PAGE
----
Monday, 6 October 2008

Repairing a Bee Feeder

If you put off fixing old tired bee feeders, your not alone! I get caught out too. I have a list of beekeeping repairs to do and the list gets bigger and bigger. So the pile of feeders I was looking at repairing last spring are now needed and I am slapping myself on the wrist!- should have done this earlier James.

So here's a few tips on bringing your old feeders back to life and what to avoid when buying a new feeder. I bought many Miller feeders (a central access for the bees with 2 filling chambers) Not a great design. Some say this is better because your bees will find the syrup easier via the central entrance, as apposed to the Ashford feeder with only an access for the bees at the extreme side of the feeder. Nonsense-bees will find it no matter.

I love the Ashford feeder (photo 3) as there is only one big filling chamber making it easy to fill and more importantly to empty. The Miller as illustrated in photos 1&2 above have two chambers and when you try to empty it, the syrup runs over the central access for the bees and you end up spilling quite a bit.

Also the Ashford feeder is simply built better. The wood used to wall off the syrup is not plywood, but 8mm solid pine and lasts longer. Hence you may not need to do the repairs I am about to explain!

The plywood walls of wood that separate the bees from the open filling chamber will rot and the ply will separate it time due to the on going exposure to moisture from the sugar syrup. So do not toss your feeder away, it can be fixed and serve you for many years to come.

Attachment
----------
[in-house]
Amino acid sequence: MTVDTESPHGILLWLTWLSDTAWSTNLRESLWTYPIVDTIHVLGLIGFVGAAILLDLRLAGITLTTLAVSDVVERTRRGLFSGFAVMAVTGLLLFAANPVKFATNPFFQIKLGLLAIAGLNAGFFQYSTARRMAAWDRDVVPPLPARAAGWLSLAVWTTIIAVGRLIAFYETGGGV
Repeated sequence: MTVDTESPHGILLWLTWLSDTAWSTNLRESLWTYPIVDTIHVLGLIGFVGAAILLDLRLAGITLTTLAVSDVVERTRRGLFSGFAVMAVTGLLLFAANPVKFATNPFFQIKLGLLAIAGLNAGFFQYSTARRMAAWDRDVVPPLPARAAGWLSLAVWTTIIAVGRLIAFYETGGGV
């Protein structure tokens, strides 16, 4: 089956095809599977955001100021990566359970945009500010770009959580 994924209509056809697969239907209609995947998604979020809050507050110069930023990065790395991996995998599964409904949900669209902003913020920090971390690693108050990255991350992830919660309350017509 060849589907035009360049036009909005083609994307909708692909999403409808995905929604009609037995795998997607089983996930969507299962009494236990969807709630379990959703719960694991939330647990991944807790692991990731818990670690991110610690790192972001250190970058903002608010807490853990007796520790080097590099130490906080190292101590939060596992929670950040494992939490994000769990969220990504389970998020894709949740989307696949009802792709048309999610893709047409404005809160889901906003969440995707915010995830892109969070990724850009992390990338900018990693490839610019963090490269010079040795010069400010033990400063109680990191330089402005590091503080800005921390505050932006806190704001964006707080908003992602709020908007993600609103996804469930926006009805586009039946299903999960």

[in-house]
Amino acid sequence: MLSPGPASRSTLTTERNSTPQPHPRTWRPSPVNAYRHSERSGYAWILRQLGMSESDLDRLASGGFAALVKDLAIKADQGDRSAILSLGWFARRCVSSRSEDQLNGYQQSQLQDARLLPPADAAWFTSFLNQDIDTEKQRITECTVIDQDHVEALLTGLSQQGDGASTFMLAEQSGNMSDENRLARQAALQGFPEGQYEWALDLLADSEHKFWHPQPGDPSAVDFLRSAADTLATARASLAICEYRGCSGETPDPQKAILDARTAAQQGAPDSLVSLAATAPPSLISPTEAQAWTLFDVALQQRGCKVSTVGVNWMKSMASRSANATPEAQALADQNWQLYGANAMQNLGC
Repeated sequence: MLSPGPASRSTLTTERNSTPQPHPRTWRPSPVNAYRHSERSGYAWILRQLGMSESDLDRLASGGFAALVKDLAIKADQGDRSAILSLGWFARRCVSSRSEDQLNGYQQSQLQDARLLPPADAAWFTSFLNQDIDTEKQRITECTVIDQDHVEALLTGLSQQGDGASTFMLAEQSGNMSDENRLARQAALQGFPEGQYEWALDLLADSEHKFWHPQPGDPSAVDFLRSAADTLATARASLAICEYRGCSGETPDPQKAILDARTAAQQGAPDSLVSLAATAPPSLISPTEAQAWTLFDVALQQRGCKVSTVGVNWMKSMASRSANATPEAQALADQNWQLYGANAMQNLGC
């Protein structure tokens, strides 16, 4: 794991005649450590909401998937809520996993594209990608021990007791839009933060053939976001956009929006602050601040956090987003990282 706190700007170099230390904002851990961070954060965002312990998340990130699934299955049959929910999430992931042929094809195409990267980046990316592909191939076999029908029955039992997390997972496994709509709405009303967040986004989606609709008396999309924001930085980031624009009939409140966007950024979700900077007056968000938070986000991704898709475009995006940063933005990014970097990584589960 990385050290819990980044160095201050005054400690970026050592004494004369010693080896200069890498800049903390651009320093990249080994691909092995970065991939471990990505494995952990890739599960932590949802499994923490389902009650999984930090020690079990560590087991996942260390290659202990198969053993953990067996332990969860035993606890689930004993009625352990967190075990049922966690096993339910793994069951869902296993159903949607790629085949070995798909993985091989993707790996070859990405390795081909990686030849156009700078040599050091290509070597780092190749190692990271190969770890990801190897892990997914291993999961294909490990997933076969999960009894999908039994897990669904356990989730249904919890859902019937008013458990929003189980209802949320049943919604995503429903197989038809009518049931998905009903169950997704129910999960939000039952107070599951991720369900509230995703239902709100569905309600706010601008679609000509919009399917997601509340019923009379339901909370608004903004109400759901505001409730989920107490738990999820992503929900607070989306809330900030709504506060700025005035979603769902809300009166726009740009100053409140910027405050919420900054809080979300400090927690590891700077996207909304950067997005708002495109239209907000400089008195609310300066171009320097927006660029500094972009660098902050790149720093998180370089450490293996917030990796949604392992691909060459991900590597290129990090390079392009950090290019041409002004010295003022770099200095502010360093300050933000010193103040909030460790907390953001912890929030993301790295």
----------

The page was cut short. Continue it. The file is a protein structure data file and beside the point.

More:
First gently remove the old plywood dividers and use one as a template to create an exact copy. I bought a 4ft x 3 ft 6mm plywood board from Wicks for £5.00 ( Homebase wanted £9.95!) I was able to get 20 dividers from that. If you only need to repair one or two feeders you can use the rest of the wood to make a coverboard, roof  liner etc. Have a look at my first photo, this shows the tools needed to do the job.

Now all the suppliers of feeders seem to supply a central GLASS panel piece to view the bees, Miller or Ashford. This will always break in time. Dumb design fault. I break them by accident when I am cleaning them, using my hive tool, trying to remove it, set something on it, it falls out and breaks... Why do they not use perspex! So in time I am forced to replace them myself with perspex that then lasts forever. Photo 2, shows cutting new viewing windows. The trick to cutting perspex is to use a Stanley knife and score the perspex several times, cutting deeper each time. Then lay it on the very edge of a table that has a Sharp corner. Use a fully supported downward force to snap the plastic. Do not attempt to saw the sheet-it will break everywhere but where you want it to. Once you get the confidence its easy.

I use a flame torch to clean and sterilise the wood before each feed. I paint the inner chambers in December. This gives me 4 months for the paint to dry and fumes to clear before I use them for a spring feed if necessary.

So get to it if you haven't already!

photo copyright 2008 ©-The Hive Honey Shop

1 comment:

Anonymous said...

You can use melted beeswax instead of paint ... just as water (syrup) proof, no nasty vapours and can be worked into the corners and joints with a hot air gun very easily. I now prefer to use wax on all feeders ... it's particularly easy to melt some up and pour into constructed framefeeders.